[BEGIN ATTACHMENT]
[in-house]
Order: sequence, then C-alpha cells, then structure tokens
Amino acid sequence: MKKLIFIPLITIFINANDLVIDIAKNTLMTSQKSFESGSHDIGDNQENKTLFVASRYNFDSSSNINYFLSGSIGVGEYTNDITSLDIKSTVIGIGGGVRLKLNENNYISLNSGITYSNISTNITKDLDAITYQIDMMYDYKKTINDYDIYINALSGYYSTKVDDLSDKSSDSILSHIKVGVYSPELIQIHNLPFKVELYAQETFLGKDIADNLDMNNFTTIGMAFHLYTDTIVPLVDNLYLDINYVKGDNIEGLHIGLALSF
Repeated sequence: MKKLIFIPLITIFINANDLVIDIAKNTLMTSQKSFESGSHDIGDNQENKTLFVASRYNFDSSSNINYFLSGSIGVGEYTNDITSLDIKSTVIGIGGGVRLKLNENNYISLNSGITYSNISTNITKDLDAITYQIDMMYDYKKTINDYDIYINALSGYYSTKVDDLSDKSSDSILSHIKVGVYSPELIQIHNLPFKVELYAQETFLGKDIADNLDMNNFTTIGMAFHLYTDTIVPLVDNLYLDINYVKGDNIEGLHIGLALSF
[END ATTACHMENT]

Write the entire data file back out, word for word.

[in-house]
Order: sequence, then C-alpha cells, then structure tokens
Amino acid sequence: MKKLIFIPLITIFINANDLVIDIAKNTLMTSQKSFESGSHDIGDNQENKTLFVASRYNFDSSSNINYFLSGSIGVGEYTNDITSLDIKSTVIGIGGGVRLKLNENNYISLNSGITYSNISTNITKDLDAITYQIDMMYDYKKTINDYDIYINALSGYYSTKVDDLSDKSSDSILSHIKVGVYSPELIQIHNLPFKVELYAQETFLGKDIADNLDMNNFTTIGMAFHLYTDTIVPLVDNLYLDINYVKGDNIEGLHIGLALSF
Repeated sequence: MKKLIFIPLITIFINANDLVIDIAKNTLMTSQKSFESGSHDIGDNQENKTLFVASRYNFDSSSNINYFLSGSIGVGEYTNDITSLDIKSTVIGIGGGVRLKLNENNYISLNSGITYSNISTNITKDLDAITYQIDMMYDYKKTINDYDIYINALSGYYSTKVDDLSDKSSDSILSHIKVGVYSPELIQIHNLPFKVELYAQETFLGKDIADNLDMNNFTTIGMAFHLYTDTIVPLVDNLYLDINYVKGDNIEGLHIGLALSF